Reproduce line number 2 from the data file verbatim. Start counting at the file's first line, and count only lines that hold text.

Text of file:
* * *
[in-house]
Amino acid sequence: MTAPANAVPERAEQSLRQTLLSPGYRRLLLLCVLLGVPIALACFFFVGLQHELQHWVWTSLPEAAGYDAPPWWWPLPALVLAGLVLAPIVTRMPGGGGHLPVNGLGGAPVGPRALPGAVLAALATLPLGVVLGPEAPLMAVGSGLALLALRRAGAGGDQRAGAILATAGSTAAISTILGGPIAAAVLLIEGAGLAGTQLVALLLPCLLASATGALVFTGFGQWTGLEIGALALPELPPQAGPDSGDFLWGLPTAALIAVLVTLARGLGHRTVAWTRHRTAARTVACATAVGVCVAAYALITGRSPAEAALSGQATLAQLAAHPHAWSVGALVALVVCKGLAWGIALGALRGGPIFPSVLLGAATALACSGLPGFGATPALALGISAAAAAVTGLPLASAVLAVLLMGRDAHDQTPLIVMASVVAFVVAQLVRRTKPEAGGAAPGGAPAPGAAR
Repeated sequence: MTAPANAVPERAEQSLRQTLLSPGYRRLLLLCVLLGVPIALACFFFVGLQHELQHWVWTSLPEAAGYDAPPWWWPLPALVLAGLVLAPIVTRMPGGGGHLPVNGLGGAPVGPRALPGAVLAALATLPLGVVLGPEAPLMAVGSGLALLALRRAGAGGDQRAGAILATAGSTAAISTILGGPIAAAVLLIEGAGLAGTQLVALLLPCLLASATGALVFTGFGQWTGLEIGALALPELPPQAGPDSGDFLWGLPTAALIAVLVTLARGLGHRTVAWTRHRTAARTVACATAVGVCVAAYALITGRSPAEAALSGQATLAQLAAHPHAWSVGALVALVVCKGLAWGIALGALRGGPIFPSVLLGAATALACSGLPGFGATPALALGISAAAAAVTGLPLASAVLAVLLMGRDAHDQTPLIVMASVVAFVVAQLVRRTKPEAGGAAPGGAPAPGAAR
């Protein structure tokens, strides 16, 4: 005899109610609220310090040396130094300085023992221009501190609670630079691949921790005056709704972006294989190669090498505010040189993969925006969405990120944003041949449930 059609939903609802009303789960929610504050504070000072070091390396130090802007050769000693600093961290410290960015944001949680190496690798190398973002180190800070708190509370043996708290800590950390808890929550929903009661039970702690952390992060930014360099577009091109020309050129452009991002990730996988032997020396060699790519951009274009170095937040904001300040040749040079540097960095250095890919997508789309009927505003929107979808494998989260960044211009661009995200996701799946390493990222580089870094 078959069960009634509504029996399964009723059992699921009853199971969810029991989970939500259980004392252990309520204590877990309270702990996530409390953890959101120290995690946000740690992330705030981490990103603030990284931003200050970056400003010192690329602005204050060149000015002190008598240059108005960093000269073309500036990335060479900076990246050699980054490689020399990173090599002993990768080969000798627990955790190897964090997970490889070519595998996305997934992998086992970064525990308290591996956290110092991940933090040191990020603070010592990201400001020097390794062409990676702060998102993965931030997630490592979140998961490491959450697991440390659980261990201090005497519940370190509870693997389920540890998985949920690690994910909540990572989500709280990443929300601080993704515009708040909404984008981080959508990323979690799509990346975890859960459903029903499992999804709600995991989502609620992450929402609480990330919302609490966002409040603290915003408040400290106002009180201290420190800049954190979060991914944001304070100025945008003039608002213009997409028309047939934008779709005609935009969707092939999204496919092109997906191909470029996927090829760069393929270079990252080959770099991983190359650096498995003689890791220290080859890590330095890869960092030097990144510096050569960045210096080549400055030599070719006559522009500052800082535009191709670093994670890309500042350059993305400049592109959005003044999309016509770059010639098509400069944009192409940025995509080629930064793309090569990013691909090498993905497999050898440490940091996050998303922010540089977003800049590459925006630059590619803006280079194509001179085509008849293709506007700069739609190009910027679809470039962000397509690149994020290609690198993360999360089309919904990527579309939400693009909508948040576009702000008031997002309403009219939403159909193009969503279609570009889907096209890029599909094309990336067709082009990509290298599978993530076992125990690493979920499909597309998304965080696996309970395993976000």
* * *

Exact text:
Amino acid sequence: MTAPANAVPERAEQSLRQTLLSPGYRRLLLLCVLLGVPIALACFFFVGLQHELQHWVWTSLPEAAGYDAPPWWWPLPALVLAGLVLAPIVTRMPGGGGHLPVNGLGGAPVGPRALPGAVLAALATLPLGVVLGPEAPLMAVGSGLALLALRRAGAGGDQRAGAILATAGSTAAISTILGGPIAAAVLLIEGAGLAGTQLVALLLPCLLASATGALVFTGFGQWTGLEIGALALPELPPQAGPDSGDFLWGLPTAALIAVLVTLARGLGHRTVAWTRHRTAARTVACATAVGVCVAAYALITGRSPAEAALSGQATLAQLAAHPHAWSVGALVALVVCKGLAWGIALGALRGGPIFPSVLLGAATALACSGLPGFGATPALALGISAAAAAVTGLPLASAVLAVLLMGRDAHDQTPLIVMASVVAFVVAQLVRRTKPEAGGAAPGGAPAPGAAR